Astrong relationship is one in which both partners stand united, equal in their contributions to themselves and to one another. When one partner begins to give more than they take (and vice versa) it leads to a serious imbalance of power and the inevitable resentment that all emotional dismissal brings.
We can build better, more equitable partnerships, by getting real and both what we want and and what we need — from our partners and ourselves. By taking a good, long look at what makes us tick, we can start to fall in love with ourselves and thereby see the worth and the value that we bring to the partnerships we are mutually creating.
Our tendency to give-up or give-in.
Romantic relationships are complex and nuanced, with a number of subtleties that can be difficult to navigate. Among these is the balance of power, and the way in which we manage the give-and-take that every partnership requires. When one partner begins to take more than they give, they take advantage of the other party and create an imbalance of power that leave both struggling to create a life that is both meaningful or fulfilling.
It’s important that the relationships we build are equitable and fair, but that’s something that takes the commitment of both partners, as well as each one knowing their personal worth. If we don’t value ourselves, it’s hard for others to value us. And that all comes down to our individual self-esteem, as well as how we value and balance our core emotional needs.
When we fail to look after our own needs within a relationship, or we put them on the back-burner for another person, it often leads to resentmentand an inevitable implosion that only leads to further unhappiness.Creating better partnerships requires us to build better versions of ourselves, but that asks us to dig deep and spend a lot of time getting familiar with both what we want and what we value in a relationship.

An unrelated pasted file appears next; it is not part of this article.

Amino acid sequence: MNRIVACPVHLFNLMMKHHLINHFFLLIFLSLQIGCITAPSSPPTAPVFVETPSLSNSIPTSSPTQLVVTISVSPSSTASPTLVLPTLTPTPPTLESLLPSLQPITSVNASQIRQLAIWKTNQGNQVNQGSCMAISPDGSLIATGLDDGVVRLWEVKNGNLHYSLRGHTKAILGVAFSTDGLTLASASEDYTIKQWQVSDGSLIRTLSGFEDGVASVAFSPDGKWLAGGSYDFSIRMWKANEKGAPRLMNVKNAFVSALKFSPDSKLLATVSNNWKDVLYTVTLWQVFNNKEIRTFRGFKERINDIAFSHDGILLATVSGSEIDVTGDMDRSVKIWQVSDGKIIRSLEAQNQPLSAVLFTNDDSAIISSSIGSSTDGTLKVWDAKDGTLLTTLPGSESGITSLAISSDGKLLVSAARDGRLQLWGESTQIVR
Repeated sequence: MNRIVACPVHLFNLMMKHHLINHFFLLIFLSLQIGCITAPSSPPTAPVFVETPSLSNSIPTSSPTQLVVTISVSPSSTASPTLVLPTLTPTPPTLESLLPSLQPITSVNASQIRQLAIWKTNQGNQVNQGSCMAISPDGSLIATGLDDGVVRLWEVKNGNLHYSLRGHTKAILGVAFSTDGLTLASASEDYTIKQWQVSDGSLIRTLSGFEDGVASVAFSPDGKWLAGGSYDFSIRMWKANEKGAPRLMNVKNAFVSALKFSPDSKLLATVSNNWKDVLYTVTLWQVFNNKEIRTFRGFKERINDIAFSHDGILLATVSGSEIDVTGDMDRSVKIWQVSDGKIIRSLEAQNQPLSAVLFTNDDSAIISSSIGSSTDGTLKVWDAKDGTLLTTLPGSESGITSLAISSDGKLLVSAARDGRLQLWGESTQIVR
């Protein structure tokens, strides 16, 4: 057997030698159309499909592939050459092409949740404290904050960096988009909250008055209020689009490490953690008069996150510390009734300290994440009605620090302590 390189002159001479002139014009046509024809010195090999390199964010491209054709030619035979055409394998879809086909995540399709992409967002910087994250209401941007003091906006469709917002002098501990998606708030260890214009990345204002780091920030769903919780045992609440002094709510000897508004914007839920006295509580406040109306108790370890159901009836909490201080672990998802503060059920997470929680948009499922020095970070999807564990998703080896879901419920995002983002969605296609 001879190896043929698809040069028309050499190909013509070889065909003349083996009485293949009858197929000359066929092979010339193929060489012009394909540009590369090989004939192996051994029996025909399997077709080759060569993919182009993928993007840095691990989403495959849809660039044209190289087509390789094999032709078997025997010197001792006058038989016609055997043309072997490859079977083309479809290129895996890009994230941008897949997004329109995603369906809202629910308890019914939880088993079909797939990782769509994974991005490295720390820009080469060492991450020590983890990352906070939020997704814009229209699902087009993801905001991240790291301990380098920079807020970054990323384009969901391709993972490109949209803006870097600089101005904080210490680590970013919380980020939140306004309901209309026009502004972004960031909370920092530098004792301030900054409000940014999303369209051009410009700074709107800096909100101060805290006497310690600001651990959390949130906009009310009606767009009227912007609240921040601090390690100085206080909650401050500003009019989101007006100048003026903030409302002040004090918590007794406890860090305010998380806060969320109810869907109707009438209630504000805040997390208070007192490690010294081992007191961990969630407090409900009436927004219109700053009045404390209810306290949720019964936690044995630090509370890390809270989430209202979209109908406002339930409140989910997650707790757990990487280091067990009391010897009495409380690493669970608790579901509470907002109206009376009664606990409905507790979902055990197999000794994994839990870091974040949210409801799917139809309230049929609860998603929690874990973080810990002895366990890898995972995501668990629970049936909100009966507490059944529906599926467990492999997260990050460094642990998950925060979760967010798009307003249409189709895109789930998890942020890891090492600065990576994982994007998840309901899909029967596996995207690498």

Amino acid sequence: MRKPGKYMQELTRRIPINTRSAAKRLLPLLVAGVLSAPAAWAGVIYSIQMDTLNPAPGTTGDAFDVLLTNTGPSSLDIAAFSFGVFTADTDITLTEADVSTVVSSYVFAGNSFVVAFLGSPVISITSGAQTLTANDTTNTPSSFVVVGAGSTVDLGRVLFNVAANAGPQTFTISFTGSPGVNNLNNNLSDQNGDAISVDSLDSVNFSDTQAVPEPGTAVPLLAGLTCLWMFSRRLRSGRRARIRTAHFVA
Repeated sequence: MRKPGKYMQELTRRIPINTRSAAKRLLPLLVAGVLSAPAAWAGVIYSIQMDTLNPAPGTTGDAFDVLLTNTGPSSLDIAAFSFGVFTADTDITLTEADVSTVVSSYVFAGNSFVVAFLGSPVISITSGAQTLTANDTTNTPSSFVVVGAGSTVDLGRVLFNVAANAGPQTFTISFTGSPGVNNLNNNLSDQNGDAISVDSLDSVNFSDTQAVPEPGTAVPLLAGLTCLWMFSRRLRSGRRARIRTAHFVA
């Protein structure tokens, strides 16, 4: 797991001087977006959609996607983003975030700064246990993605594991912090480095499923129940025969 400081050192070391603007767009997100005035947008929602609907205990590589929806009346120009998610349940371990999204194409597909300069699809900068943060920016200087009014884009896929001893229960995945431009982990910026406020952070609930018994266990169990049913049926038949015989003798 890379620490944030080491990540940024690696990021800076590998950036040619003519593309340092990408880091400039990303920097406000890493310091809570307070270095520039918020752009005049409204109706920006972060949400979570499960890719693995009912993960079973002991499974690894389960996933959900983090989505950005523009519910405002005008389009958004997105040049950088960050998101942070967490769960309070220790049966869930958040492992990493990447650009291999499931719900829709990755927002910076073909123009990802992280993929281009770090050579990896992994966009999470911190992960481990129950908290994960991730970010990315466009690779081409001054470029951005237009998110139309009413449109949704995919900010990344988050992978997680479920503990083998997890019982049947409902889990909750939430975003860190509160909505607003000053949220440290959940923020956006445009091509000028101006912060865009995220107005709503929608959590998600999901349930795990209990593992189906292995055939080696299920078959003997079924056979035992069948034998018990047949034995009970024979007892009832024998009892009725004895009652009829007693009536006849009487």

Why we allow our partners to take advantage of us.
We don’t just wake up one day and decide to let our partners take advantage of us, it’s a process that happens slowly and (usually) as a result of a range of other underlying issues. When you have a complusive need to please, or just a shroud of guilt and low self-esteem, it can lead to believing you deserve less than you actually do. Part of the process of tearing ourselves out of these imbalances is getting understanding who we are and why we behave the way we do.
When you’re a chronic people-pleaser, the needs and desires of everyone else come first and your own needs come second. As this cycle is perpetuated, it sends the same message to the people around you, and encourages them to take advantage of you and pile-up on you with their own problems, traumas and trials.
Even the best-laid boundaries are useless if we fail to stick to them or enforce them. When we allow our boundaries to soften, or give even the slightest bit of leeway to someone who is looking to take advantage of us, it can lead to a number of repeat offenses and open up the door on hardships we aren’t prepared to deal with. The best policy is to retain your boundaries— no matter what and no matter who…